Medical Concept: Nicotine toxicity, a new trend in toxicology

In Medical Concepts by Alana Hawley3 Comments

The Case

A 2 year old male presents to the Emergency Department with his parents immediately after ingesting an unknown amount of Pina Colada e-cigarette (electronic cigarette) refill liquid (18mg/mL of nicotine).  It is a 30mL bottle and there is still some liquid inside.  His breath smells of Pina Colada.

Topic Overview

This case is becoming more and more familiar in Emergency Departments across North America and around the world.  E-cigarettes and other nicotine replacement products have become very popular in the past several years as an alternative to cigarettes and as smoking cessation aids.  Cases of nicotine overdose and accidental ingestion are following a similar rise in popularity.  In New Zealand, the increase in calls to poison control about pediatric exposure to nicotine replacement therapy products has mimicked the increase in sales (Figure 1) [1].  Mean age of pediatric exposure was 29 months and 99.5% of exposures occurred in the patient’s own home.  In the United States, calls to Poison Control about e-cigarette exposures increased from 1 to 215 per month from February 2010 to December 2014 (Figure 2) [2].

Pediatric nicotine therapy replacement therapy (NRT) product exposures per year (left) and sales of NRT products (right).

Pediatric nicotine therapy replacement therapy (NRT) product exposures per year (left) and sales of NRT products (right). [1]

Figure 2. Calls to poison centers for e-cigarette and cigarette exposures in the United States.

Figure 2. Calls to poison centers for e-cigarette and cigarette exposures in the United States. [2]

E-cigarettes contain a variety of substances and they are not guaranteed to be accurate to what is on the label.  Ingredients include nicotine, diethylene glycol, ethylene glycol, ethanol, formaldehyde, glycerin, flavouring, colouring, and much more. [3] The alcohols are usually used as solvents and generally the amounts are within approved FDA limits. [3] One brand, however, did contain an unknown amount of Oil of Wintergreen [3], which can cause salicylate toxicity in very small doses.  E-cigarette liquid can contain anywhere from 6-72mg/mL of nicotine, depending on the brand. [3]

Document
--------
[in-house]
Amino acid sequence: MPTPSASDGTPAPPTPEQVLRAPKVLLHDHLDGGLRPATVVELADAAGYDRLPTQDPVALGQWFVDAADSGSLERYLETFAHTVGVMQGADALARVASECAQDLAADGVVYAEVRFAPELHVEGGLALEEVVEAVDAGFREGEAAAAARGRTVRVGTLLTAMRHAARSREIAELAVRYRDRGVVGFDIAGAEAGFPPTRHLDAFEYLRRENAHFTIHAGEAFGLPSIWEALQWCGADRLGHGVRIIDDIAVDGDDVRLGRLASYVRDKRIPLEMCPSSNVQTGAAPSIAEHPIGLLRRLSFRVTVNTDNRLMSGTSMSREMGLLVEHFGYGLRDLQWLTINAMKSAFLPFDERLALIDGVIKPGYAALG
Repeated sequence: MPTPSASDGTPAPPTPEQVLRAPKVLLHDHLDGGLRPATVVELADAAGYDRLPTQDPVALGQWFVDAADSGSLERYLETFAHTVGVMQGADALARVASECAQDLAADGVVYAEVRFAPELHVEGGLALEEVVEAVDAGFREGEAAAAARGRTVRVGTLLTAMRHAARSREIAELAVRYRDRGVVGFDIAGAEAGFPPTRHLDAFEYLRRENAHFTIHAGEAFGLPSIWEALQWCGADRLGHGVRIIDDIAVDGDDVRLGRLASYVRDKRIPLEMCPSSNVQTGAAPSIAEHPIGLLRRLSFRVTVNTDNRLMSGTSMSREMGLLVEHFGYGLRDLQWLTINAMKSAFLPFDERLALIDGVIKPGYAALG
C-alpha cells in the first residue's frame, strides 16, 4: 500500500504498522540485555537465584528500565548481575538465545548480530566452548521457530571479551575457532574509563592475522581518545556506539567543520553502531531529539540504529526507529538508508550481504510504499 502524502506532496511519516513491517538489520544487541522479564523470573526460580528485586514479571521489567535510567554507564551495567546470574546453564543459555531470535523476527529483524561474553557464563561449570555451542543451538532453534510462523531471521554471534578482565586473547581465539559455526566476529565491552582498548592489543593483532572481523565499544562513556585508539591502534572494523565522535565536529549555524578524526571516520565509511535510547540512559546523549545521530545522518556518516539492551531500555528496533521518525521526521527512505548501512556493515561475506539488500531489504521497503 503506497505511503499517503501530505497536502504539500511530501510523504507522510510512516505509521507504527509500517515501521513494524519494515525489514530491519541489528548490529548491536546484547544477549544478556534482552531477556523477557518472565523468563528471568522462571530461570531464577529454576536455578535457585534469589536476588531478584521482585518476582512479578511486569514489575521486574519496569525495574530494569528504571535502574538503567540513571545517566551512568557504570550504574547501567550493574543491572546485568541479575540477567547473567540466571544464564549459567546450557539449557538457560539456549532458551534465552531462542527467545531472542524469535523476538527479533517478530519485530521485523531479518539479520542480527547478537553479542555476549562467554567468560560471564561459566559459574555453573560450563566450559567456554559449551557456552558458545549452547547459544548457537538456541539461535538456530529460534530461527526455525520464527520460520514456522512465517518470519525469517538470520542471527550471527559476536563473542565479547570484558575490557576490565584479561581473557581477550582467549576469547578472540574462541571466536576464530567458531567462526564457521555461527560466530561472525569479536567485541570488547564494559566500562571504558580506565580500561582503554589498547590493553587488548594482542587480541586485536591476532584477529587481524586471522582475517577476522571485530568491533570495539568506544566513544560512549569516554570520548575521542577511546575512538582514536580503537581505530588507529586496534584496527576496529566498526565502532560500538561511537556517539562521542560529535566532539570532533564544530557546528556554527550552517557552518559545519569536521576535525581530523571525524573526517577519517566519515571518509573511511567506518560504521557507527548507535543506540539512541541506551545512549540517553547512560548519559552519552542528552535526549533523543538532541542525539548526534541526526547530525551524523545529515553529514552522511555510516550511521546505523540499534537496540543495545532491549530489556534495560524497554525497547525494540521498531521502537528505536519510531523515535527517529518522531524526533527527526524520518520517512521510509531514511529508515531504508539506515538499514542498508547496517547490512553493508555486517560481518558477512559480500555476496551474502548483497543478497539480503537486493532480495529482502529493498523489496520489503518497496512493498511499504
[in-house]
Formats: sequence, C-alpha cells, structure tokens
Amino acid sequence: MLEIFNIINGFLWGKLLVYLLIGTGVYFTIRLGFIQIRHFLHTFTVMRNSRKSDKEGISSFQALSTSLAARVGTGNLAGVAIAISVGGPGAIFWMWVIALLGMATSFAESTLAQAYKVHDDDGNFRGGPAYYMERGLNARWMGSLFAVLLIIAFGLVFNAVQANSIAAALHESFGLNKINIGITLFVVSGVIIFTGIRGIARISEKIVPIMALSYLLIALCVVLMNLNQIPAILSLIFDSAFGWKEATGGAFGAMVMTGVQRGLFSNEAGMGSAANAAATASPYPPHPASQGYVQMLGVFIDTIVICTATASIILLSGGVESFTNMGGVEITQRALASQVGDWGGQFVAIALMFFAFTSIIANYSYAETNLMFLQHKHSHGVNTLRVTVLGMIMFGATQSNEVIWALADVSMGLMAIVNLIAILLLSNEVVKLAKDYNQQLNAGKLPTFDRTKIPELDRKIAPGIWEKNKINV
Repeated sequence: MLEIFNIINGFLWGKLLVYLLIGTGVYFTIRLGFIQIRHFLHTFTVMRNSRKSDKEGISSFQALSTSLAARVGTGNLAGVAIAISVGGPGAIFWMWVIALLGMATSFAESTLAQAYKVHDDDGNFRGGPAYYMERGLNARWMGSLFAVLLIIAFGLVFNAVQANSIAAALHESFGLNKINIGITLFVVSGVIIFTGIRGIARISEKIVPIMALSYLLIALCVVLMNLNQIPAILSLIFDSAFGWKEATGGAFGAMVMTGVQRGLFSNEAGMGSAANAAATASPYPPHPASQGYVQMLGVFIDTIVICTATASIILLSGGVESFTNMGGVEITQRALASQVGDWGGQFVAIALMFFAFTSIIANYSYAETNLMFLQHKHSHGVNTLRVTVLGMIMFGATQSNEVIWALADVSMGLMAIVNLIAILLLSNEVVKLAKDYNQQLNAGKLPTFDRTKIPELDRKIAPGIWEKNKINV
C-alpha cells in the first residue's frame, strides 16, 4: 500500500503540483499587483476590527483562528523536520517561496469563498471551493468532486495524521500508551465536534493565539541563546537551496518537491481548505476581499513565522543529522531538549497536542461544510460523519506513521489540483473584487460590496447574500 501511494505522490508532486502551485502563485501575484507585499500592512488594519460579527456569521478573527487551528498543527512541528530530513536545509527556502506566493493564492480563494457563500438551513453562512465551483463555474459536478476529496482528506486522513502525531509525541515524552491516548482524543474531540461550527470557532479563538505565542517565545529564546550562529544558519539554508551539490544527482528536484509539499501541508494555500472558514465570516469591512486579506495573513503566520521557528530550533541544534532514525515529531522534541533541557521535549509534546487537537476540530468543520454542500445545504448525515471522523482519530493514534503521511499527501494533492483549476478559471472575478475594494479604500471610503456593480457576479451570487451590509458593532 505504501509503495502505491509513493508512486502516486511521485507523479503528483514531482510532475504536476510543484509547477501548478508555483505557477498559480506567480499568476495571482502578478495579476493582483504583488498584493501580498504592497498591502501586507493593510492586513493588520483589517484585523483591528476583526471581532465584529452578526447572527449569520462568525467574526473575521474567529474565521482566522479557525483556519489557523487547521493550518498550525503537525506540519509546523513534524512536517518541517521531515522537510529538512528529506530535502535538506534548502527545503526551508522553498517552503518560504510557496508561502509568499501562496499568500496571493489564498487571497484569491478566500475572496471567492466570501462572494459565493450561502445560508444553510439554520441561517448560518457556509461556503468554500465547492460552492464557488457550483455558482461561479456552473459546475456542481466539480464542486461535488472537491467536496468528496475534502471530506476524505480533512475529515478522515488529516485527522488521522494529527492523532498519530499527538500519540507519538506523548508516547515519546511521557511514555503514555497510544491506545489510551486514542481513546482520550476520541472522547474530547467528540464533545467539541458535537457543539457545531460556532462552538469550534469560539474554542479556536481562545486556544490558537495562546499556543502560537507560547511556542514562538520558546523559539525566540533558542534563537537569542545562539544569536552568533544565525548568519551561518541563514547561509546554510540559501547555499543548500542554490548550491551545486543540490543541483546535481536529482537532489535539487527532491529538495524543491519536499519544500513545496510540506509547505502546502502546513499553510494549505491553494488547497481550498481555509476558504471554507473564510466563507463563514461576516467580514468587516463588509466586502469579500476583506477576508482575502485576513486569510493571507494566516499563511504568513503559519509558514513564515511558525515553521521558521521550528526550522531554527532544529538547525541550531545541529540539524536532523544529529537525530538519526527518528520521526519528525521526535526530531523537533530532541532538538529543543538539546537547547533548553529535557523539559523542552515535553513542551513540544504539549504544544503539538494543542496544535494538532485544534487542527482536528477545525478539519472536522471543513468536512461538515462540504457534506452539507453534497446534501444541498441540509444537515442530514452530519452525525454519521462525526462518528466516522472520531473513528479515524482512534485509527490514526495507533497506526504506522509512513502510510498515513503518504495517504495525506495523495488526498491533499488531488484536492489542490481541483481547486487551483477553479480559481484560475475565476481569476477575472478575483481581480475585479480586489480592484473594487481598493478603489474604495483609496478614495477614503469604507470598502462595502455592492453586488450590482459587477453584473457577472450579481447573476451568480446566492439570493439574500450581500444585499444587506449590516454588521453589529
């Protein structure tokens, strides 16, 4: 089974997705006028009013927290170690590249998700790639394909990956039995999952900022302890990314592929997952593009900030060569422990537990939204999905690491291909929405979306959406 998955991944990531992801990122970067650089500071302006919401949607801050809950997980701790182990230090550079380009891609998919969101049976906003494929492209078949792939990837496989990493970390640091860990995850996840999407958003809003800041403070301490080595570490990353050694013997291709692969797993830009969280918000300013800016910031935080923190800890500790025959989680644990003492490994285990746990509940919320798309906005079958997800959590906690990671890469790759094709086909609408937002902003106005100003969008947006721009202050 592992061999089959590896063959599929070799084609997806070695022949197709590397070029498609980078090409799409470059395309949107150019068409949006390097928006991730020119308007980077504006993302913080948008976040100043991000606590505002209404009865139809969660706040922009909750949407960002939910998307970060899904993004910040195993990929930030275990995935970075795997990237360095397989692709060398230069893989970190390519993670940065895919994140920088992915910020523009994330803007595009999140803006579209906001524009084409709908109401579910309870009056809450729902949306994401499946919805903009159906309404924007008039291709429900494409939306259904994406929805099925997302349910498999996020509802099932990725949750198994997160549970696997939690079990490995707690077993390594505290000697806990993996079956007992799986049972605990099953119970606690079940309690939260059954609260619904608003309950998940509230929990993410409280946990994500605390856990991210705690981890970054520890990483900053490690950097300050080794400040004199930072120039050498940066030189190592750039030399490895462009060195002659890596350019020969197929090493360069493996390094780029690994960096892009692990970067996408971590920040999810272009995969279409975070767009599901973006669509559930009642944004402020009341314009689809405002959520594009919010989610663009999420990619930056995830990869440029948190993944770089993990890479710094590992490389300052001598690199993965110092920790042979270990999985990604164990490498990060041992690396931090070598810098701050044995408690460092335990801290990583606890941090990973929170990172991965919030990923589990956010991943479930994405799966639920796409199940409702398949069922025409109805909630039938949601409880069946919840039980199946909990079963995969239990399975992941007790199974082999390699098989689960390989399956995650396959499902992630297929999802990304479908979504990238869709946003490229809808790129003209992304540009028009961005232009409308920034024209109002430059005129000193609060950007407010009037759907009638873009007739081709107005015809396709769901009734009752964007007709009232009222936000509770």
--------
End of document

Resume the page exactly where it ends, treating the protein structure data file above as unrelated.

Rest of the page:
Figure 3

Figure 3

E-cigarettes refills are particularly attractive to children.  They smell and taste delicious and they come in a wide variety of flavours and colours.  They have vibrant labels and some have cartoons on the packaging (Figure 3).  In Canada, advertisement or sale of liquids containing nicotine is illegal, but possession or consumption of them is not and it is easy to order products online.  In the United States, there are no FDA regulations regarding liquids containing nicotine.  Across North America, there is no legislation mandating child resistant packaging and most people do not know that nicotine can be toxic in small doses.

This brings us to the next question.  What is the lethal dose of nicotine?  Textbooks, safety datasheets, and poison control tend to cite 45-60mg of nicotine as the potentially lethal dose. [4,5]  It turns out that the original data was from a single paragraph in a textbook written in 1906 by Dr. R. Kobert. [6]  Kobert obtained his data by doing self-experiments and it conflicted with other data that was available at the time.  His reputation as a leading scholar in toxicology led to universal acceptance of 60mg as the lethal dose (LD50 of 0.5-1mg/kg). [6]  A comprehensive review by Mayer in 2014 suggests an LD50 of 6.5-13mg/kg (500-1000mg for adults), which is more consistent with actual fatalities and dog studies. [6]  Considering that e-cigarette liquid may contain up to 72mg/mL of nicotine, this lethal dose may still only be a millilitre of liquid for a child.  My interpretation of this data is that the lethal dose is probably higher than most textbooks state, but information is lacking and we should still err on the side of caution.  As ingestions become more frequent, more information will become available.

Nicotine can have a wide range of clinical signs and symptoms as it activates nicotinic receptors all over the body.  It primarily effects the autonomic, neuromuscular, and central nervous systems.  It is easier to remember if it is divided into early and late symptoms.  Early in toxicity (within the first hour or so) nicotine acts as a stimulant. [4,5]  Delayed effects (after an hour) are due to nicotinic receptor blockade (See Table 1).4,5  Nicotine has a short half life of 1-4 hours.4  Vomiting is an early sign and occurs in 50% of symptomatic cases. [4]  If symptoms are not seen within the first several hours, they are unlikely to occur.  However, the half life with large overdoses is not well studied and it may take up to 72 hours for symptoms to fully clear. [4]